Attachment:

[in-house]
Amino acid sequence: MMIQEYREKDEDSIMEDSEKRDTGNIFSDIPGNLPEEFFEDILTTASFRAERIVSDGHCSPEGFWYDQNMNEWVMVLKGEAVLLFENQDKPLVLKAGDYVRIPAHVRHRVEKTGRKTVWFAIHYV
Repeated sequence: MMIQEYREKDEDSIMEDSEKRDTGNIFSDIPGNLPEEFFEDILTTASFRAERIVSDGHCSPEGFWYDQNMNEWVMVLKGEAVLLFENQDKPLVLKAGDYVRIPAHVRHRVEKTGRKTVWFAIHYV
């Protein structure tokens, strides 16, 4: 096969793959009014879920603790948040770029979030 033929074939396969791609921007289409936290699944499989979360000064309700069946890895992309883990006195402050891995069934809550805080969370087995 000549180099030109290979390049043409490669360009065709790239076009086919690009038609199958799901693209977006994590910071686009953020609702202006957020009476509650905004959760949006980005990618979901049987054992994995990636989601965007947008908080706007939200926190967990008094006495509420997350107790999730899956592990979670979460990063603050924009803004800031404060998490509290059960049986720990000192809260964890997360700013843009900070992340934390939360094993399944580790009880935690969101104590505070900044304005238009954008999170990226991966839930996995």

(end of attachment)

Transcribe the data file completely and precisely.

[in-house]
Amino acid sequence: MMIQEYREKDEDSIMEDSEKRDTGNIFSDIPGNLPEEFFEDILTTASFRAERIVSDGHCSPEGFWYDQNMNEWVMVLKGEAVLLFENQDKPLVLKAGDYVRIPAHVRHRVEKTGRKTVWFAIHYV
Repeated sequence: MMIQEYREKDEDSIMEDSEKRDTGNIFSDIPGNLPEEFFEDILTTASFRAERIVSDGHCSPEGFWYDQNMNEWVMVLKGEAVLLFENQDKPLVLKAGDYVRIPAHVRHRVEKTGRKTVWFAIHYV
């Protein structure tokens, strides 16, 4: 096969793959009014879920603790948040770029979030 033929074939396969791609921007289409936290699944499989979360000064309700069946890895992309883990006195402050891995069934809550805080969370087995 000549180099030109290979390049043409490669360009065709790239076009086919690009038609199958799901693209977006994590910071686009953020609702202006957020009476509650905004959760949006980005990618979901049987054992994995990636989601965007947008908080706007939200926190967990008094006495509420997350107790999730899956592990979670979460990063603050924009803004800031404060998490509290059960049986720990000192809260964890997360700013843009900070992340934390939360094993399944580790009880935690969101104590505070900044304005238009954008999170990226991966839930996995």